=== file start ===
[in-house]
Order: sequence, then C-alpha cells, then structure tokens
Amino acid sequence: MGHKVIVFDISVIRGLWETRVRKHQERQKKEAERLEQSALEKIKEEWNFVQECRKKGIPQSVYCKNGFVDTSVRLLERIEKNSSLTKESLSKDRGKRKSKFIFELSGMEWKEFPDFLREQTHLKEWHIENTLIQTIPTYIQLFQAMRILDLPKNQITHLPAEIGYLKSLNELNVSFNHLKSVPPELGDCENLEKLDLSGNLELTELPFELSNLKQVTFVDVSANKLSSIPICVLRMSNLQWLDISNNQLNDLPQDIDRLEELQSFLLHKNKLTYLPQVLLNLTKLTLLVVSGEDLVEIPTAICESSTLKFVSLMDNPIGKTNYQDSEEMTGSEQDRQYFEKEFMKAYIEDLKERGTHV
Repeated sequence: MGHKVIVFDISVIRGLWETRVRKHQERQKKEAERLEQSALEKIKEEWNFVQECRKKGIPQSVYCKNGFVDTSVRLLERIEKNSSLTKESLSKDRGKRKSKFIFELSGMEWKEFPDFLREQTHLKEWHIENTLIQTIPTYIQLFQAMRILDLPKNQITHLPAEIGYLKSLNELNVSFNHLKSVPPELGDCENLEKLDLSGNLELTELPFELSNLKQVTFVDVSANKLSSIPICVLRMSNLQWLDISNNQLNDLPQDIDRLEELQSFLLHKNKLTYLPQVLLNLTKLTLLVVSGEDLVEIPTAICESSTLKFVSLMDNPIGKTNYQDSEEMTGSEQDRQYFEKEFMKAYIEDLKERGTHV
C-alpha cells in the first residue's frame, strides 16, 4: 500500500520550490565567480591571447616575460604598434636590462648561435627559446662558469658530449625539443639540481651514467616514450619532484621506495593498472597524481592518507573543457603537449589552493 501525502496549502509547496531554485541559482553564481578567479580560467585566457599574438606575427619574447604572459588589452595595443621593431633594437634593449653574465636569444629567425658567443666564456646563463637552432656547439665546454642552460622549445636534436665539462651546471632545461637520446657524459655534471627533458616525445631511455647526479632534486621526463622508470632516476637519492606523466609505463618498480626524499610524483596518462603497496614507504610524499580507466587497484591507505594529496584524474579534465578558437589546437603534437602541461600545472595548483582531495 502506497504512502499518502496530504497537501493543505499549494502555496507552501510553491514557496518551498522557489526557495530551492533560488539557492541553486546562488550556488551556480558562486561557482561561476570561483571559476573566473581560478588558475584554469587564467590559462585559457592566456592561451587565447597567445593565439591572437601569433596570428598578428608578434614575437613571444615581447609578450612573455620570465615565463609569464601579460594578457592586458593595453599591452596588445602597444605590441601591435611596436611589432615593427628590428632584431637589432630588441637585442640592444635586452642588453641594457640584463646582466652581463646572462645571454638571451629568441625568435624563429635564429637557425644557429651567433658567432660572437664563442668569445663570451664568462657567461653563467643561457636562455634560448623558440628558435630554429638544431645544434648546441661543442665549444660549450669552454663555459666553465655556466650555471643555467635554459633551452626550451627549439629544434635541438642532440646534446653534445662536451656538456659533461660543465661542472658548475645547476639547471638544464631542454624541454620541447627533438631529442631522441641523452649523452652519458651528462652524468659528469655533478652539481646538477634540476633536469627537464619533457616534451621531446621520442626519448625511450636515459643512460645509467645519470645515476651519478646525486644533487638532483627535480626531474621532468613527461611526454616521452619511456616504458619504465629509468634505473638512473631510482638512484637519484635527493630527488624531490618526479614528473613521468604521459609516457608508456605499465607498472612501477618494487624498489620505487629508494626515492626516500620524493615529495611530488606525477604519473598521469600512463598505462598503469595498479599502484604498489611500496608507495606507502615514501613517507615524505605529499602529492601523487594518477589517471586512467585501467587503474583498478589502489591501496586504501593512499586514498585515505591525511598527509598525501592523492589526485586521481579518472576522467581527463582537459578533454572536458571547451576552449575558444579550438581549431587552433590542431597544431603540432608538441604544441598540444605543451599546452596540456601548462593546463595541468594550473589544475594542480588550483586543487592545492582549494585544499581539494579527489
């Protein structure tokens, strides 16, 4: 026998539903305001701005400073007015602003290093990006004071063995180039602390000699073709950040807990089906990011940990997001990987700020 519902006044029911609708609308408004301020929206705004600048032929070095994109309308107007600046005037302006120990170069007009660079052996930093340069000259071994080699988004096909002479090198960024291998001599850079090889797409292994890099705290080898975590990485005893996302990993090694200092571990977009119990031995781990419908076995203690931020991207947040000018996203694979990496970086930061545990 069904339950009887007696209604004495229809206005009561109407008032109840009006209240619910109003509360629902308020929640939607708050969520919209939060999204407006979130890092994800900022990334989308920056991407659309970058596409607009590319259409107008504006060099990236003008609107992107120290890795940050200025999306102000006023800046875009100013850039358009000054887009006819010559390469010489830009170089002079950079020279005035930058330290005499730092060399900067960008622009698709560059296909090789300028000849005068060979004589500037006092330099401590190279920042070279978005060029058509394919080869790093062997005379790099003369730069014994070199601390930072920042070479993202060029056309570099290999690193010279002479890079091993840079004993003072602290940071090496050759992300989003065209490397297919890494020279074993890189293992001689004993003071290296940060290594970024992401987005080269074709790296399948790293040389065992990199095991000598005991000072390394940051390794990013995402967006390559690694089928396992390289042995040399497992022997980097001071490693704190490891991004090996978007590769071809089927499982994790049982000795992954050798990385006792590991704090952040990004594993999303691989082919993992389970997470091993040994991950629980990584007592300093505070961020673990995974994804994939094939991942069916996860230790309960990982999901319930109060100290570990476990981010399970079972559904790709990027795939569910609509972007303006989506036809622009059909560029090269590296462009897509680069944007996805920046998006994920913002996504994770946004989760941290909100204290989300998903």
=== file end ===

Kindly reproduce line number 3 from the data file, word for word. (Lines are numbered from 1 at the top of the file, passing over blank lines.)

Amino acid sequence: MGHKVIVFDISVIRGLWETRVRKHQERQKKEAERLEQSALEKIKEEWNFVQECRKKGIPQSVYCKNGFVDTSVRLLERIEKNSSLTKESLSKDRGKRKSKFIFELSGMEWKEFPDFLREQTHLKEWHIENTLIQTIPTYIQLFQAMRILDLPKNQITHLPAEIGYLKSLNELNVSFNHLKSVPPELGDCENLEKLDLSGNLELTELPFELSNLKQVTFVDVSANKLSSIPICVLRMSNLQWLDISNNQLNDLPQDIDRLEELQSFLLHKNKLTYLPQVLLNLTKLTLLVVSGEDLVEIPTAICESSTLKFVSLMDNPIGKTNYQDSEEMTGSEQDRQYFEKEFMKAYIEDLKERGTHV